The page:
I don’t know what to wish for. I keep leaving the basement to make meals in the kitchen. I pace on the back porch of my childhood home, smoke cigarettes, and stare out to the woods, down to the grass, up to the sky. Day and night. I think about all the times I’ve made wishes. It was easy in the past, because they wouldn’t come true. I didn’t truly believe, so it was always possible to think of something. Eyes closed before the faint warm glow of birthday cake candles. Always a throwaway wish before blowing an eyelash or tossing a penny into a fountain. A shooting star. In those split seconds I was able to think of precisely what I wanted. Because I knew what I wanted couldn’t possibly come true.
Now, I am coming up empty. I think of benevolent wishes, selfless wishes. I go down and ask the genie if they are in his power. They are not. Peace on earth he cannot do. Ending poverty. Eradicating diseases. Feeding all the hungry. These are impossible for him. My wish has to happen to me. I think of clever ways to achieve these grand wishes, try to find loopholes. But he cannot grant me the power to create peace on earth. He cannot give me more food than only I could want. He cannot give me willpower.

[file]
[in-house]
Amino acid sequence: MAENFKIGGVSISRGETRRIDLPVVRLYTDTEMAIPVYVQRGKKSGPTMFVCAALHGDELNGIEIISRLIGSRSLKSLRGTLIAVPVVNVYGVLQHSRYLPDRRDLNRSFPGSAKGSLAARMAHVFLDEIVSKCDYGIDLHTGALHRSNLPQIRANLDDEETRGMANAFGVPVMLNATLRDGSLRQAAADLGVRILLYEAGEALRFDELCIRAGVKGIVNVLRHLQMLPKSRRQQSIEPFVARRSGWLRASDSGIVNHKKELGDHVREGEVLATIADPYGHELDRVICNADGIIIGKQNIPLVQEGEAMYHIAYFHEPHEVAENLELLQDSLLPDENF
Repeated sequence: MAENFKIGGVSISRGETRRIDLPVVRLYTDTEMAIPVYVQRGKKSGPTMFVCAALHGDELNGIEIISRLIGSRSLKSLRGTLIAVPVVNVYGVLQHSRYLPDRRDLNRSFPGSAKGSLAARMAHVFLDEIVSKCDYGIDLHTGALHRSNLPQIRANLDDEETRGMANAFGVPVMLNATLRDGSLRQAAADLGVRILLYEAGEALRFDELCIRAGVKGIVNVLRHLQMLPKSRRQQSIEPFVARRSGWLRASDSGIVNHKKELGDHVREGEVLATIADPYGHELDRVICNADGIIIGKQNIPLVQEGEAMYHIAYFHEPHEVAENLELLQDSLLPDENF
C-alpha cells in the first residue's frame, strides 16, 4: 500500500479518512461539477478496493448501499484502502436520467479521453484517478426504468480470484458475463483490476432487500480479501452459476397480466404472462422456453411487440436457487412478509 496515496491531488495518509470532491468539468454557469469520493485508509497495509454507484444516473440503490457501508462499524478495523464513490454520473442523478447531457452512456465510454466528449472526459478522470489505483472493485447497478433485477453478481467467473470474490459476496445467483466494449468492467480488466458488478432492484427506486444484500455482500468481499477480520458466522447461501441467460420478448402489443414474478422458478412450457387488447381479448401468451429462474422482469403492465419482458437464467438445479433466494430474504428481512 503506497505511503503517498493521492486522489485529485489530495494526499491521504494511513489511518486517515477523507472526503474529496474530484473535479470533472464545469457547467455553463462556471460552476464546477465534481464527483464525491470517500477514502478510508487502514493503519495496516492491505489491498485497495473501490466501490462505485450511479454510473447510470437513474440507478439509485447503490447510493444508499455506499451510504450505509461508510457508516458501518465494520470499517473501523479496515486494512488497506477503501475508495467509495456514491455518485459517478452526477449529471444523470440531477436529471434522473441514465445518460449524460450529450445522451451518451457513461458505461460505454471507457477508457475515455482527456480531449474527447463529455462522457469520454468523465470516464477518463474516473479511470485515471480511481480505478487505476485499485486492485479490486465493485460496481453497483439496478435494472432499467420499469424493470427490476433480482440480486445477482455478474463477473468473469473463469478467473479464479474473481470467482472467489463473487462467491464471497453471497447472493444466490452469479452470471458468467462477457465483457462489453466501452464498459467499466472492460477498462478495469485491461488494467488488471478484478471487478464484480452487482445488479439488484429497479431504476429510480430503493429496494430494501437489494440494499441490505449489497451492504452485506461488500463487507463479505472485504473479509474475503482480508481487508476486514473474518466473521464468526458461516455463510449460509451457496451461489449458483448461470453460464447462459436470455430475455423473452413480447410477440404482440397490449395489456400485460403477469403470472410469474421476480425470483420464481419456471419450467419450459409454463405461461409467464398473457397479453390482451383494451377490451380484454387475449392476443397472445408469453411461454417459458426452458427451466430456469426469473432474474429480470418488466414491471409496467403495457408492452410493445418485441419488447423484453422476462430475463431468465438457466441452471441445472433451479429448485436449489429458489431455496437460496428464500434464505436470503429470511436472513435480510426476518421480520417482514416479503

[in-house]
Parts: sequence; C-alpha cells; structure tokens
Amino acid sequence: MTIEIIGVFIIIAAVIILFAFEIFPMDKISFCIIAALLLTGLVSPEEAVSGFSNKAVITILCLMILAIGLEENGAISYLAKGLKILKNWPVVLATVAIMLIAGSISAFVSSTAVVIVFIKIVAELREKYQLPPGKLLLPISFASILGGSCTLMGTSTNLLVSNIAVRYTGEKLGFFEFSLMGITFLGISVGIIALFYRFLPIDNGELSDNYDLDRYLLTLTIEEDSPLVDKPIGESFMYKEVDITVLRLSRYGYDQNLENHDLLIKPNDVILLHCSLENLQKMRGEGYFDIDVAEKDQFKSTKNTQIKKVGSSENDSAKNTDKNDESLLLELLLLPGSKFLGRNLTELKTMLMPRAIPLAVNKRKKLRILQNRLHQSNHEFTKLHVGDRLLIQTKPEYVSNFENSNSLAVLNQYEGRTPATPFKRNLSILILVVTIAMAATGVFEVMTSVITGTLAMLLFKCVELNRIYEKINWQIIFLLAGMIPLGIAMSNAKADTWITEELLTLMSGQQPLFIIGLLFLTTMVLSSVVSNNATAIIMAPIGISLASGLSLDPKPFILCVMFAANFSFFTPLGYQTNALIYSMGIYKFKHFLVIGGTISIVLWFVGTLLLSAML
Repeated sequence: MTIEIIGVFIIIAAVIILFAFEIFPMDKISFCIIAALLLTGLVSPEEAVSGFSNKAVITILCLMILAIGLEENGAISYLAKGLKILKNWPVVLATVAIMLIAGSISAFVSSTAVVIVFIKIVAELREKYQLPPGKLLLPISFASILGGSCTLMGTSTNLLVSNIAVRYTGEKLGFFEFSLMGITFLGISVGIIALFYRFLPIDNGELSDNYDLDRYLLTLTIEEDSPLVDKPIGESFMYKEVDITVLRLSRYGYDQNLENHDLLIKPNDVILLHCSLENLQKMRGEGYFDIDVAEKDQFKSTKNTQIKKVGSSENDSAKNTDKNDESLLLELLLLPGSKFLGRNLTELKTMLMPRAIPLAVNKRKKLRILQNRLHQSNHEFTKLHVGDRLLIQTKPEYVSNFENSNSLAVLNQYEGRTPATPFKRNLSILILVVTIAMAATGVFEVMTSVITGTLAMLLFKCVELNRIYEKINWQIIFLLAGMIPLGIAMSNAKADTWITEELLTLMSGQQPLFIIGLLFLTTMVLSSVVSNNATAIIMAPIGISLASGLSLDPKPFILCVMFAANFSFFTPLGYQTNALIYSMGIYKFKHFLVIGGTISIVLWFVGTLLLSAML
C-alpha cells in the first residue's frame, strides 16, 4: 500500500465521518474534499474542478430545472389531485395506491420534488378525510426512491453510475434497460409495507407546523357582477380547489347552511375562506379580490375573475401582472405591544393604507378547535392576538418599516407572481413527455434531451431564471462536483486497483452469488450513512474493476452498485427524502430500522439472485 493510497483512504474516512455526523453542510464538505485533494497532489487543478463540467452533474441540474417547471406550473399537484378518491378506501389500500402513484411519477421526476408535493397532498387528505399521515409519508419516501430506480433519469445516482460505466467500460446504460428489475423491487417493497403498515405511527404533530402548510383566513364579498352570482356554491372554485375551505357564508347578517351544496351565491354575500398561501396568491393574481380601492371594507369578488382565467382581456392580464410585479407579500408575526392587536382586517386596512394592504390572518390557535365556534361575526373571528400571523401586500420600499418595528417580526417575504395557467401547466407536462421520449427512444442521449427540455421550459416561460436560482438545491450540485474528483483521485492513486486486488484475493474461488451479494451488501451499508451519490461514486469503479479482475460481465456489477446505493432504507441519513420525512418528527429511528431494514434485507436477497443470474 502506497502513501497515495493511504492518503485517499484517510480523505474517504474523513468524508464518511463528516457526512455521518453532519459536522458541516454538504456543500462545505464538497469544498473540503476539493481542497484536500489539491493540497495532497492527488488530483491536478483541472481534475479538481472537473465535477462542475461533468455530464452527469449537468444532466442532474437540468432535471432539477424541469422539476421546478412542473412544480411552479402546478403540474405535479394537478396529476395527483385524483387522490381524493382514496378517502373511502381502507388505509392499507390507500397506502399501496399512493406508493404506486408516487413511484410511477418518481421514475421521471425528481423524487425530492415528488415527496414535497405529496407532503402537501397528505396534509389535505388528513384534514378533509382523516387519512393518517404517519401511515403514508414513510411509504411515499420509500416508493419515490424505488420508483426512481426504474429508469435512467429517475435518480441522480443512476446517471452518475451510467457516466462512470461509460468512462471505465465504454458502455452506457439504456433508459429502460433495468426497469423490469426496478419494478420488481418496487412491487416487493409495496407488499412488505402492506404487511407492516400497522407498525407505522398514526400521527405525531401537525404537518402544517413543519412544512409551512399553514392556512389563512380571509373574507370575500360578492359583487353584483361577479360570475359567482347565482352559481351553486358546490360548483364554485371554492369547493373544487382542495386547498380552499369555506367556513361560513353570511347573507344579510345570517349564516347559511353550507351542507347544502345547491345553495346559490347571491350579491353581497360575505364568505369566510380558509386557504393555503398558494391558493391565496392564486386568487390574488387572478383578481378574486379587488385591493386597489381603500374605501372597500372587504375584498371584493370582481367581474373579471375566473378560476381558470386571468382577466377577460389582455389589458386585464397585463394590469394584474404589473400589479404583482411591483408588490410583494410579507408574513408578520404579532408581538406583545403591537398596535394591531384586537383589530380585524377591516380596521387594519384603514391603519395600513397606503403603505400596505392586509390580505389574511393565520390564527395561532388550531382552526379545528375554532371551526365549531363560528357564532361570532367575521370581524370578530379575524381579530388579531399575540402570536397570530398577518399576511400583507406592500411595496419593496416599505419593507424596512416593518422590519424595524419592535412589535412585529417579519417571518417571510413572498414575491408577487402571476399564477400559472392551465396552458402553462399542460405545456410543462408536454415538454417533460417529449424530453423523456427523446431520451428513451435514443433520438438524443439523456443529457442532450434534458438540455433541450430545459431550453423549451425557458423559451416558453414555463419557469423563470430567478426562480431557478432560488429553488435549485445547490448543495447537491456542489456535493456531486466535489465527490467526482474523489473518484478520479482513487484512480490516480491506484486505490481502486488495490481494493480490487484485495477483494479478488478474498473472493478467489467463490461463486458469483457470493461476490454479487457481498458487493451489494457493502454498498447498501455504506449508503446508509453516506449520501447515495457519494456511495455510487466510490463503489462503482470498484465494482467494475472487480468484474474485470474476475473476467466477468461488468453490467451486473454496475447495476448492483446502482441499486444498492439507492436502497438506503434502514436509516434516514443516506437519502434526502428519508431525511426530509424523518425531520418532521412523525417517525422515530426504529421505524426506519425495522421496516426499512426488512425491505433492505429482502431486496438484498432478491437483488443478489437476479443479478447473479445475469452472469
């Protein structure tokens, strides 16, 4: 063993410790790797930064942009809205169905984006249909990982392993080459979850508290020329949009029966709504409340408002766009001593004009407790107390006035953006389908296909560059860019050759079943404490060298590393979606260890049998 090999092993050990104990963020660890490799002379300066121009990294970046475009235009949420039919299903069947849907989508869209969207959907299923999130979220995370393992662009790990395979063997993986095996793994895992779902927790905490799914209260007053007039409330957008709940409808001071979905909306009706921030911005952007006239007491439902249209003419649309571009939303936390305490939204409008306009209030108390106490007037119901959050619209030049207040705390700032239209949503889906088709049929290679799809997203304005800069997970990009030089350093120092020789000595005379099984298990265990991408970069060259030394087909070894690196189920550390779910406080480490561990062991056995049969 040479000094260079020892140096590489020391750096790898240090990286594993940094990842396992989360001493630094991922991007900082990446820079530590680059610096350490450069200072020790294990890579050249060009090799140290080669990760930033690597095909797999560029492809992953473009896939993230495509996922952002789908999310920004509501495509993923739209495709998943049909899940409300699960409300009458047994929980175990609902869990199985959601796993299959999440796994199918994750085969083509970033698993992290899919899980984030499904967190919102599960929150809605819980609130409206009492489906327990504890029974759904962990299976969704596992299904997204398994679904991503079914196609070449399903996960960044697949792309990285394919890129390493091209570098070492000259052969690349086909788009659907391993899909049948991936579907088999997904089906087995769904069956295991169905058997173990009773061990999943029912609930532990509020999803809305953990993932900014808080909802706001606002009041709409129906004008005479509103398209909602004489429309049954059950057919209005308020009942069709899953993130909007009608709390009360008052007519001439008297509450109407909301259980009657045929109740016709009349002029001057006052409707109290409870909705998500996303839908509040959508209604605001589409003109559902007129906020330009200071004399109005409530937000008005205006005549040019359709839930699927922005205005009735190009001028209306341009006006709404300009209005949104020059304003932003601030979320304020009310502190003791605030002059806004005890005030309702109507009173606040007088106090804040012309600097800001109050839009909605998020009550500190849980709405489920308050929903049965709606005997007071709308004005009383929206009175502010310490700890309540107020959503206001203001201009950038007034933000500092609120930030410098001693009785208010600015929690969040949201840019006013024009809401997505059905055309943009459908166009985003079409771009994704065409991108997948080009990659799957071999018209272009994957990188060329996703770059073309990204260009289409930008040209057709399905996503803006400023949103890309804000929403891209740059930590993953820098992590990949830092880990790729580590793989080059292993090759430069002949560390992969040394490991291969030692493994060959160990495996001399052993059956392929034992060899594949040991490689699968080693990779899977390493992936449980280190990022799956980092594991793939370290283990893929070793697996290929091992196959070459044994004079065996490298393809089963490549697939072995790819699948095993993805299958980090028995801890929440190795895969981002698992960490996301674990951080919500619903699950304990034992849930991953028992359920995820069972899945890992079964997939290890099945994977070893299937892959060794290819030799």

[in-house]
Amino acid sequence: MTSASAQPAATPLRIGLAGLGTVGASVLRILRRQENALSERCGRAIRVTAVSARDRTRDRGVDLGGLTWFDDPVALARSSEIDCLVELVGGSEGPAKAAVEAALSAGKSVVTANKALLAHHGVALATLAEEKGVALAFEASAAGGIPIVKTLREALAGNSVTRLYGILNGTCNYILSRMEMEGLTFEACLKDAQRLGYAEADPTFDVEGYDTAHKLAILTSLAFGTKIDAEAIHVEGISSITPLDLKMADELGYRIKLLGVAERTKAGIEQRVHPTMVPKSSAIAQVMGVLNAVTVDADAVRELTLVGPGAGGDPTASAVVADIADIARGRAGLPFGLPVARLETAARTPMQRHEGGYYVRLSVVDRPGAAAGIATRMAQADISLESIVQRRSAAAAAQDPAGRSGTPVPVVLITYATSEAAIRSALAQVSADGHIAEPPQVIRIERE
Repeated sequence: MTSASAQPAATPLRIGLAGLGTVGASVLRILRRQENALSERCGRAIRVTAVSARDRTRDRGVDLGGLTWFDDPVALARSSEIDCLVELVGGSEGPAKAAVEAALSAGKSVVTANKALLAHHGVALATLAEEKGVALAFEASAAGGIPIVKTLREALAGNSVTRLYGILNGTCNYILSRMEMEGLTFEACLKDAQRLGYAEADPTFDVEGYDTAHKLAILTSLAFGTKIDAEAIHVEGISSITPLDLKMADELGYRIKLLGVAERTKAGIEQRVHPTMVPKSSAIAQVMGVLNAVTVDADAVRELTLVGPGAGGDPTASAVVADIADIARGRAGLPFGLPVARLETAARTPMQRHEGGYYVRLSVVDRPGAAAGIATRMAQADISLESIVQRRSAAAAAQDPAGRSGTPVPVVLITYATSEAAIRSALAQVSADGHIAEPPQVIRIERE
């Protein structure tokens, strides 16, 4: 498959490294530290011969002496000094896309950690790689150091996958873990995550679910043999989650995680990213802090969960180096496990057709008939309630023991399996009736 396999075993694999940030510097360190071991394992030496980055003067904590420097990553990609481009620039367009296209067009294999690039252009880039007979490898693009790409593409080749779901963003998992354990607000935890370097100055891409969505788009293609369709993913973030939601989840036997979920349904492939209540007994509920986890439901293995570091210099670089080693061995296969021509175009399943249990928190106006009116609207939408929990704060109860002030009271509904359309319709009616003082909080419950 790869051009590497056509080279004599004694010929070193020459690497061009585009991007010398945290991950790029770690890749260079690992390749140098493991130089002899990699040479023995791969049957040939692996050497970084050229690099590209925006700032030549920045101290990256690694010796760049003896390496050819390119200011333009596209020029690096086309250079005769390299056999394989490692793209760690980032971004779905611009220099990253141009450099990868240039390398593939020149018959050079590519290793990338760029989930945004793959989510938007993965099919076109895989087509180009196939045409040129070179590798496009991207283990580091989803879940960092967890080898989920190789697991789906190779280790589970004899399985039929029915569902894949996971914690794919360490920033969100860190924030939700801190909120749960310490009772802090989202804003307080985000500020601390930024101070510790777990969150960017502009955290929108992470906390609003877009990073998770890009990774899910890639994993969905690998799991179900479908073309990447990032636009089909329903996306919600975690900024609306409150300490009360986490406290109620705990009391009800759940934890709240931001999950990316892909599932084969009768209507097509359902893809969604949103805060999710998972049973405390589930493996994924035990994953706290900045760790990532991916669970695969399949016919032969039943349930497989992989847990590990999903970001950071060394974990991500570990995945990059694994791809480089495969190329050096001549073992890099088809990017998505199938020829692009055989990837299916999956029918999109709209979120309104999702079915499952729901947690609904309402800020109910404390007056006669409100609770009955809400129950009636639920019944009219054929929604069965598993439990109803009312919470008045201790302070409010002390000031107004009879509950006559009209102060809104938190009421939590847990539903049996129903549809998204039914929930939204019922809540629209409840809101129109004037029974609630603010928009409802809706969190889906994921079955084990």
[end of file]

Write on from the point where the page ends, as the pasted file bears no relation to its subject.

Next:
So I sit on the porch and look at the night sky and drink cans of Miller, thinking about the perfect wishes. Three things I won’t ever regret. There is an opportunity here that is impossible to miss and impossible to take. I go down to experience the genie’s great spinning black eyes and enormous translucent red form and thunderclap of syllables. I lie awake in my childhood bedroom where I used to do so much wishing, for toys, for superpowers, for bicycles, for A’s on report cards, for making sports teams, for winning, for girls, for acceptance. I watch TV. I read books. I clean out the other rooms of this house. I replace light bulbs. I go down and stare at him, sometimes with a wish on the